By: Carolyn L. Barkley
When I went to library school in the early 1970s, I took a course called “Mechanized Information Retrieval.” Later, as a public librarian, I experienced the growth of online resources, watching them progress from text-based-only information to “graphical interfaces” that provided a richness to available information and a rapid increase in accessibility to original record images. Today, many interactive sites exist providing important intersections of history, genealogy, and technology. Here is a brief overview of four such sites.
- One of the first really exciting sites I encountered was Historic Alexandria Imaged Databases. This site is a project of the Special Collections Division of the Alexandria Public Library, funded by a 1996 grant from the Historic Alexandria Foundation, and was created to bring together materials from several collections that form part of the Lloyd House “collection of books, clipping files, photographs, insurance policies, blueprints, building permits and original manuscript materials about historic structures in Old Town Alexandria.” The site is organized into five major areas: buildings associated with George Washington; buildings associated with the slave trade; flounders, an eighteenth-century type of structure unique to the Chesapeake Bay region; selected extant eighteenth-century buildings; and selected nineteenth-century public buildings.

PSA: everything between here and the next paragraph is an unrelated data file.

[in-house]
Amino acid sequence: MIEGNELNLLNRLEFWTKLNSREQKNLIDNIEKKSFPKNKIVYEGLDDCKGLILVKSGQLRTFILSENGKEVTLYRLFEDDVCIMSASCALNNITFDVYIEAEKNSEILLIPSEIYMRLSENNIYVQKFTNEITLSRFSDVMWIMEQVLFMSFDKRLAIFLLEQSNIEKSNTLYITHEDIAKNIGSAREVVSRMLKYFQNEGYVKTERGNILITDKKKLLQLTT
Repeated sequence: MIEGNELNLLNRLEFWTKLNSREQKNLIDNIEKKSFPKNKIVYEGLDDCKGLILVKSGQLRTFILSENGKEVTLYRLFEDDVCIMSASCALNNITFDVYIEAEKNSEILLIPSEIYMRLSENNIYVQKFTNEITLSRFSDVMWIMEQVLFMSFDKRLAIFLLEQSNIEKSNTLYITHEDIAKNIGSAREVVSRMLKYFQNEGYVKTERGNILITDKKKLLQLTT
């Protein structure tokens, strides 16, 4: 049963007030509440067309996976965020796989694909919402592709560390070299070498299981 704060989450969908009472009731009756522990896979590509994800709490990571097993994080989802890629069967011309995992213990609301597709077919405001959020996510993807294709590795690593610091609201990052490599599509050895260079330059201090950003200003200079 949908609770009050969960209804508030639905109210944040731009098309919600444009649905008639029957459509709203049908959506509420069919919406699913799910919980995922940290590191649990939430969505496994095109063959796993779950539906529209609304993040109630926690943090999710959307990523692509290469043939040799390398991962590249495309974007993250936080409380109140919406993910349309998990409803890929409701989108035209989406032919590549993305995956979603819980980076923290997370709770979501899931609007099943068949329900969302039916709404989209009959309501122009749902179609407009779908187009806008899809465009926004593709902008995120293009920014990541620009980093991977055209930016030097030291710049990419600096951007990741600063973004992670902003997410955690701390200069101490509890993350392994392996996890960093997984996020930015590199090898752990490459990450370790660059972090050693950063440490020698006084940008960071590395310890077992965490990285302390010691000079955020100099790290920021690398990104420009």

Included within the eighteenth-century buildings category are the Carlyle House, the Fawcett House, Gadsby’s Tavern, Lloyd House, and Ramsay House. The documents linked together for Gadsby’s Tavern include a photograph of its ballroom; a map from an 1867 property book showing water service provided to Gadsby’s and the adjacent City Hotel by the Virginia-American Water Company; floor plans; a chain of title from 1749 to 1799; a postage stamp image from 1949; a Mutual Assurance Policy dated 1796; and a multi-page Historic American Buildings Survey document.